The revelations that Exchange Server has had a vulnerability in the Exchange Control Panel since Exchange 2010 shocked some. Microsoft has patched CVE-2020-0688, but the problem gives on-premises administrators something to think about as they look to the long-term future of their email service. Staying on-premises is an option, but going to the cloud might be more secure.
In a surprising but welcome announcement, Microsoft moved the end of extended support for Exchange 2010 to October 2020. This version of Exchange was the most technology-rich and significant in the product's history, which might be the reason why so many organizations still depend on Exchange 2010 for email. Better options exist, and Exchange Online is the natural place to go... if your network and applications allow the move.
The recent exposure of a privilege elevation vulnerability that exists in the control Exchange has over Active Directory and EWS push notifications is fixed by cumulative updates for Exchange 2013, Exchange 2016, and Exchange 2019 and a roll-up update for Exchange 2010 SP3. These changes mark an architectural modification for Exchange, something that Microsoft is loathe to do outside major releases. Install the updates now!
No fix is available yet for the Exchange vulnerability reported by Dirk-jan Mollema and described in CVE-2018-8581. Apart from deploying a split permissions model, no out-of-the-box mitigation exists today. Microsoft is working actively to fix the problem and in the meantime, the brains of the Exchange community are hard at work to come up with possible solutions.
A newly-discovered vulnerability in Exchange potentially allows attackers to gain control over Active Directory. Since Exchange 2000, Exchange has been a highly-privileged server that's tightly connected to Active Directory. Add in some NTLM weakness, Exchange Web Services push notifications, and everything comes together for the bad guys.
Exchange 2010 will become unsupported on January 14, 2020. It's time to decide whether to move to Office 365 or Exchange 2016/2019. Exchange 2010 was a really big and important release in the 23-year history of the product, so it's sad to see it heading to the software scrapyard.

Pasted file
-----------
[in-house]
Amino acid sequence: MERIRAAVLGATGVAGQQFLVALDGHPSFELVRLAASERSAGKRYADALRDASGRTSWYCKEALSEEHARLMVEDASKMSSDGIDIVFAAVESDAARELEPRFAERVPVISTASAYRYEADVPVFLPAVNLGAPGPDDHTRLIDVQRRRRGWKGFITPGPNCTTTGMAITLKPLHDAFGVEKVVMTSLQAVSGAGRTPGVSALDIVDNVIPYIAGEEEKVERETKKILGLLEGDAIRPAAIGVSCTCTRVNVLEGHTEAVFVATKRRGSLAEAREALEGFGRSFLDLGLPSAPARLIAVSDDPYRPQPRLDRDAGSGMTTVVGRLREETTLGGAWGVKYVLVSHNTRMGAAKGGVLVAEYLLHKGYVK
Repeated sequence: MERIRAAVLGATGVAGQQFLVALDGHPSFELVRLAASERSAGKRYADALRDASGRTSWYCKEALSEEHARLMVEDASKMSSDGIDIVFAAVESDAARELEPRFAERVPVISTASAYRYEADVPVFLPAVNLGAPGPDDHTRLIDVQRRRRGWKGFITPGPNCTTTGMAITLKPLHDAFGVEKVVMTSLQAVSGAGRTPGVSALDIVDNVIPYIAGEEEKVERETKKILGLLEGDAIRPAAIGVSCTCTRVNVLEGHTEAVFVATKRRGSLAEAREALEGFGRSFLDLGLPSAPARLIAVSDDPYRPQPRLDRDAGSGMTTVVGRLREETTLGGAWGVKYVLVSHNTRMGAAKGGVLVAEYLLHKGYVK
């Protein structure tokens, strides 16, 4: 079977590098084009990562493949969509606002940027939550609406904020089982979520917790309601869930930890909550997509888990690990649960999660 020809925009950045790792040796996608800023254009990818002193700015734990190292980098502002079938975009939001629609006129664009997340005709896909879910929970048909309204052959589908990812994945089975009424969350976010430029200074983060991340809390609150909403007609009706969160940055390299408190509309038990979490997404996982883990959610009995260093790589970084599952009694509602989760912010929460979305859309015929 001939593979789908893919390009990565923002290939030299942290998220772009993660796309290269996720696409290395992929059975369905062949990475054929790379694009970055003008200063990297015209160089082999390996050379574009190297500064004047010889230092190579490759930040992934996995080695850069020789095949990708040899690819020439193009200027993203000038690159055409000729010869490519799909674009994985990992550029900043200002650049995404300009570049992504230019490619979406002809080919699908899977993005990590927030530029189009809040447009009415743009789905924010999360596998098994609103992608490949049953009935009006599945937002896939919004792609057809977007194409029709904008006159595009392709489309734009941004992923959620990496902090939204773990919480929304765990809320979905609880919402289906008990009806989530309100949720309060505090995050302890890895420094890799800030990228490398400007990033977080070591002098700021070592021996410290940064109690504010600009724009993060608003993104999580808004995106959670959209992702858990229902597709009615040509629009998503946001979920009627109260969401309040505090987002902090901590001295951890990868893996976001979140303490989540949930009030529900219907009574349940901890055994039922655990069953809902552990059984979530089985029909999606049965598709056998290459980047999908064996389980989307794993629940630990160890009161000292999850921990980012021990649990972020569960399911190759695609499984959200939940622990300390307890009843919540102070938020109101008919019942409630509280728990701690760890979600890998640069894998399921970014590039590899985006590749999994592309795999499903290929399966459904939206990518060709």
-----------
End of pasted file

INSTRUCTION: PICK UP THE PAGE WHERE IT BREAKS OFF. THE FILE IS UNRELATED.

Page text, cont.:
Microsoft has new tools to migrate public folders (the "cockroaches of Exchange") to Office 365 Groups. Sounds good. The good news is that the tools work, even if they need a lot of manual oversight. ISVs offer tools to do the same job with more automation. The choice is yours!
Surprisingly, Microsoft has never included a central method to manage user autosignatures within the cloud or on-premises versions of Exchange. Which means that you must let users manage their signatures, build your own tools, or deploy a commercial solution.
Learn how to perform a Exchange 2010 cross-forest migration using the Active Directory Migration Tool (ADMT) and the Password Export Server.
In this second installment of our article series on Exchange 2010 cross-forest migration we perform a GAL Sync and Enable MRS Proxy.
Configure a test lab for a Microsoft Exchange 2010 cross forest migration in this four-part article series by Exchange expert Krishna Kumar.
Wait no longer: Exchange 2010 SP3 is available! Download the update, discover its new features, and learn how to install the latest version of Exchange 2010.
Microsoft PST Capture Tool can be a life saver! Learn to install the PST Capture Console and search for PST files on Exchange 2010 with this helpful guide.
You know you should make a test environment, right? Learn to create test data for Exchange 2010 using PowerShell in part one of this two-part series.
Learn how to configure the Out of Office (OOF) message for any user with the Exchange Management Shell.